In 2008, the Japanese government designated the sea-floor hydrothermal ore deposit as one of the important seabed resources together with oil, natural gas, and methane hydrate. Since then, a large amount of research expenses were spent on the development of technology to locate sea-floor hydrothermal ore deposit, and the technology is advancing.
Akira Asada of Tokyo University developed a sensor that analyzes the shape of the seabed using sound waves. The transmitters installed on the probe discharged from the ship transmit sound waves toward the seabed, and 48 underwater microphones receive returned sound waves. The round-trip time and intensity of the sound waves are figured out for each transmitter, and the data are used to draw 3D seabed maps in real time. It is possible to draw a seabed map with the radius of 300 m if sound waves are transmitted more than 100 m above the seabed. The 3D map has a difference of only about 5 cm. Akira Saito of Waseda University focused on that electrical properties vary with the kind of rock and mineral, and developed a technology to study the distribution of such metals as gold, copper in a sea-floor hydrothermal ore deposit.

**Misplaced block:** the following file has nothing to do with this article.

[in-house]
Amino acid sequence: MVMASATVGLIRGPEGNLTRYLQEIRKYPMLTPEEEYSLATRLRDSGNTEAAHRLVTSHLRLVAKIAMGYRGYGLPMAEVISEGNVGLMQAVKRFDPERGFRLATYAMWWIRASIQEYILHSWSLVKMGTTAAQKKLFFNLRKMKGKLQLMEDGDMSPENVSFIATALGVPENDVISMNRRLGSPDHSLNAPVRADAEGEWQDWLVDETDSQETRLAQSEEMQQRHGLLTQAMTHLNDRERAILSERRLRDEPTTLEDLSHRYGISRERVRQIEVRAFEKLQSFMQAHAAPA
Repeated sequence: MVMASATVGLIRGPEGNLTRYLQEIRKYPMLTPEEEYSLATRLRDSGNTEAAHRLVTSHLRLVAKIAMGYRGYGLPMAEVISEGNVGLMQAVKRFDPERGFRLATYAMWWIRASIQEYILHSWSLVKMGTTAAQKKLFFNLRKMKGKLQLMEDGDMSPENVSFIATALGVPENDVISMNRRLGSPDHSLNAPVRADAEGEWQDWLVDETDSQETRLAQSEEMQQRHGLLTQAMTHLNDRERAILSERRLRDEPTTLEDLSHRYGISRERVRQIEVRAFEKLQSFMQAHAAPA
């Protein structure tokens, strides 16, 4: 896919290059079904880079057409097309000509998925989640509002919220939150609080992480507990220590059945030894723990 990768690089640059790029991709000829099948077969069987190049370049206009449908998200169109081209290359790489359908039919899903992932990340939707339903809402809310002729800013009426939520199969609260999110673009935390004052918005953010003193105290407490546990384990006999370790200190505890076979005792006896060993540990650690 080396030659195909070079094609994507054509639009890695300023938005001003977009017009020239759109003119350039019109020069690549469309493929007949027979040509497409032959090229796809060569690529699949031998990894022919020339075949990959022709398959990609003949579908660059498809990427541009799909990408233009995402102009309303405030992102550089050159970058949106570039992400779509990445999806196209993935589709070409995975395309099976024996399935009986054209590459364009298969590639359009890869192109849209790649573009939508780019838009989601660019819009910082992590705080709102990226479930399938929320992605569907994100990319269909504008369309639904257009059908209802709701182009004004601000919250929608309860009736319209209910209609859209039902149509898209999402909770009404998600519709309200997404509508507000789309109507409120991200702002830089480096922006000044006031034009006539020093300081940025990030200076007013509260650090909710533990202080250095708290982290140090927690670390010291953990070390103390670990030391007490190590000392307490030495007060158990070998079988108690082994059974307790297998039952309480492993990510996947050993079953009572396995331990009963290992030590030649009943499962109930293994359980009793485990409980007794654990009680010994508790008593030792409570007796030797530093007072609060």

Japan is said to have the world largest amount of sea-floor hydrothermal ore deposits. At present, it has15 sea-floor hydrothermal ore deposits.